U.S. District Judge Benjamin Settle agreed to the temporary restraining order Wednesday, in a case that questions whether Washington's open-government laws could discourage free speech.
The case centers on Referendum 71, which would ask voters to approve or reject expanded partnership rights for gay couples.
The names of everyone who signed R-71 petitions are publicly available under state law, and a gay-rights group is planning to post all of the petition signers' names online.
But the R-71 campaign says that could lead to harassment. The state didn't oppose the restraining order, but it will defend the public records law in court.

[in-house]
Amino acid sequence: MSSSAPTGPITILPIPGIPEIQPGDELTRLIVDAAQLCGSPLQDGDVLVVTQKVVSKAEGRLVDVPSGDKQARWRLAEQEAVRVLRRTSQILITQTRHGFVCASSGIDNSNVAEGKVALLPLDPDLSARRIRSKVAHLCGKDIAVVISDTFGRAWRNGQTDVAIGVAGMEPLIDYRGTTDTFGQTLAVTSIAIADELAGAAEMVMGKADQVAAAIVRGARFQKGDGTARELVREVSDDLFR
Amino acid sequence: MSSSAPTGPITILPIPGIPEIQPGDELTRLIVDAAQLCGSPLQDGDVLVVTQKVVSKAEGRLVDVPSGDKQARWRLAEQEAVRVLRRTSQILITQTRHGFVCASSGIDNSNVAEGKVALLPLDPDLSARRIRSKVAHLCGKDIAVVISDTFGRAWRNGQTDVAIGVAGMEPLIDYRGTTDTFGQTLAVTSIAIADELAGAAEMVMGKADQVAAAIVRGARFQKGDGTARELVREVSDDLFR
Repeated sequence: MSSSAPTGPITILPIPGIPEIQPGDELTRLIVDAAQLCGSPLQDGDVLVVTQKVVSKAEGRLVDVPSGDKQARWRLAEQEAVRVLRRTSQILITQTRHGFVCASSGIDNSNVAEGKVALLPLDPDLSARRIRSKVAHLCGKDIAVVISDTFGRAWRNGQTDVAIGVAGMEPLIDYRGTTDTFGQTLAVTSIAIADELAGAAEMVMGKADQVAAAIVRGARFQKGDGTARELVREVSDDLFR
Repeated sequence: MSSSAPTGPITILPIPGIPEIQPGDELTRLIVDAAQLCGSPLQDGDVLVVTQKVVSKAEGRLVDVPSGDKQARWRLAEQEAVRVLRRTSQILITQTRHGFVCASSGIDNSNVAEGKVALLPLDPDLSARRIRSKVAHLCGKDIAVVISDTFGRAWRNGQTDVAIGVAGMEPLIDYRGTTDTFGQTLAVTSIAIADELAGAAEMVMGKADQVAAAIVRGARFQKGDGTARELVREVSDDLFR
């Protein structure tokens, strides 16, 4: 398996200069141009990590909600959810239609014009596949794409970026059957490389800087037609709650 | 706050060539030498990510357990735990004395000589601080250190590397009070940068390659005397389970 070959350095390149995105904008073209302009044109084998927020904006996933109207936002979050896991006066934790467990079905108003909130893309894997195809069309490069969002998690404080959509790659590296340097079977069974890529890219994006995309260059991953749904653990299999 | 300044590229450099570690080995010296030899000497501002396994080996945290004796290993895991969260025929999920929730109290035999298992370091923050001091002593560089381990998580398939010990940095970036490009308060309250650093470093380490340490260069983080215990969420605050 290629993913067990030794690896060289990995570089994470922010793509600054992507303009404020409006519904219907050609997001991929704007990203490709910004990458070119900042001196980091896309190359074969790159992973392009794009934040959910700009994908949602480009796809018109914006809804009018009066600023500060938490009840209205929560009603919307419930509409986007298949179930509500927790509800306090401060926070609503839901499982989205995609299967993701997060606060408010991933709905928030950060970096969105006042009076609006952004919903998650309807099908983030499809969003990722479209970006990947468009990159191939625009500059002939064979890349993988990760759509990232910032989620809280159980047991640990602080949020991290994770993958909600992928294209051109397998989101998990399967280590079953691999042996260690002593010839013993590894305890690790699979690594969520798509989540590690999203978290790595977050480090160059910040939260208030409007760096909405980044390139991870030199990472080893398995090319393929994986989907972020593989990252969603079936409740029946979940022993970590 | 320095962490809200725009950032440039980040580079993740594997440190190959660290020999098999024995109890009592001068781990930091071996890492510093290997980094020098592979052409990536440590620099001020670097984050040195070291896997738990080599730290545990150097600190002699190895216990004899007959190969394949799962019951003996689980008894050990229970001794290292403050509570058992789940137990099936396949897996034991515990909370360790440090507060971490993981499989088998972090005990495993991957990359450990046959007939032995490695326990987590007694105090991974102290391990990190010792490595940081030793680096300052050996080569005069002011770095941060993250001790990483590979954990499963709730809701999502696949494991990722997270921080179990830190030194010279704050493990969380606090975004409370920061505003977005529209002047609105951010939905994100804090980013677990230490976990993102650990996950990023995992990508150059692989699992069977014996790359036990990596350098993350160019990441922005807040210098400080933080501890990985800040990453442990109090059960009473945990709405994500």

Why can't these groups ever name a single instance of harassment because the signers and donors to anti-gay campaigns are made public (well, more conveniently available - they're already public). We all know that if there was even a half-an-instance where someone who donated was bothered in a way that could be called "intimidation" (that would require you to squint and turn your head sideways to see), it would become part of fundie lore, plastered over every one of their sites and included in every single press release and every single rally until they're calling for the death penalty for everyone who comes out to keep them safe.